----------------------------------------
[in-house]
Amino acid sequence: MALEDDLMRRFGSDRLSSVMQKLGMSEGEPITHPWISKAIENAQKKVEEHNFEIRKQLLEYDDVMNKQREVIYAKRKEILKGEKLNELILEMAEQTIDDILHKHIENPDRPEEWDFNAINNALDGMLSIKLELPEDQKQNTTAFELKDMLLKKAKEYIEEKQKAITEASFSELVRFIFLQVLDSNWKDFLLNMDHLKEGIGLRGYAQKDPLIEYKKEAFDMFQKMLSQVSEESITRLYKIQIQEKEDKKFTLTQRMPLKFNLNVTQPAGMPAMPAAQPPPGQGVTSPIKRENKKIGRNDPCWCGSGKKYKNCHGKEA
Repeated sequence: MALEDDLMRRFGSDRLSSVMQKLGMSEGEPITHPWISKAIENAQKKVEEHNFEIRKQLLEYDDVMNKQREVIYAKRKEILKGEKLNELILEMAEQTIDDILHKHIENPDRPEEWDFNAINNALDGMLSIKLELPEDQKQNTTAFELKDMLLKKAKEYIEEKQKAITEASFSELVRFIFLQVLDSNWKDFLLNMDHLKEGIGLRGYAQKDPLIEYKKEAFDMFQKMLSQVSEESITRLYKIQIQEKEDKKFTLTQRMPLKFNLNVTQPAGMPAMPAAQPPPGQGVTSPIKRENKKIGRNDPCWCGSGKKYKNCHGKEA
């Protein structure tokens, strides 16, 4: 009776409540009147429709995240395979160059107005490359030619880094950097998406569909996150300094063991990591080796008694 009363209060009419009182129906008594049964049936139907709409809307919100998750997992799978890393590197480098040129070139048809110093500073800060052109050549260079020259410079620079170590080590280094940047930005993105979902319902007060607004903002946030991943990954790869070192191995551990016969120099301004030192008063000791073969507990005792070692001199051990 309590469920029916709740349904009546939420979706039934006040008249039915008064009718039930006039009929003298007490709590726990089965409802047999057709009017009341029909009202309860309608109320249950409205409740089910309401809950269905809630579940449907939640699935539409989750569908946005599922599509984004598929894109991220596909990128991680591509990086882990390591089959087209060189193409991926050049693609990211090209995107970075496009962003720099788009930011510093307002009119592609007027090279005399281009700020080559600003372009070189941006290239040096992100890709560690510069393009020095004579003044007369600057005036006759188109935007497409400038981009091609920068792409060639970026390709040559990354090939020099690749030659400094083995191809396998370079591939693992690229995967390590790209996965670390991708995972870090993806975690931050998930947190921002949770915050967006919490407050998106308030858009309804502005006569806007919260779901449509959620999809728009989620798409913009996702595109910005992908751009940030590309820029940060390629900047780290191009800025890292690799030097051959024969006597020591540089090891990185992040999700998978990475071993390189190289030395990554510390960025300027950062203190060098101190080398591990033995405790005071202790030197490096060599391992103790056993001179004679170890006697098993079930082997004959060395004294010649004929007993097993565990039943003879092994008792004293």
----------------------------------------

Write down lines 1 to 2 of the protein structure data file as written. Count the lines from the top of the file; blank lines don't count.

[in-house]
Amino acid sequence: MALEDDLMRRFGSDRLSSVMQKLGMSEGEPITHPWISKAIENAQKKVEEHNFEIRKQLLEYDDVMNKQREVIYAKRKEILKGEKLNELILEMAEQTIDDILHKHIENPDRPEEWDFNAINNALDGMLSIKLELPEDQKQNTTAFELKDMLLKKAKEYIEEKQKAITEASFSELVRFIFLQVLDSNWKDFLLNMDHLKEGIGLRGYAQKDPLIEYKKEAFDMFQKMLSQVSEESITRLYKIQIQEKEDKKFTLTQRMPLKFNLNVTQPAGMPAMPAAQPPPGQGVTSPIKRENKKIGRNDPCWCGSGKKYKNCHGKEA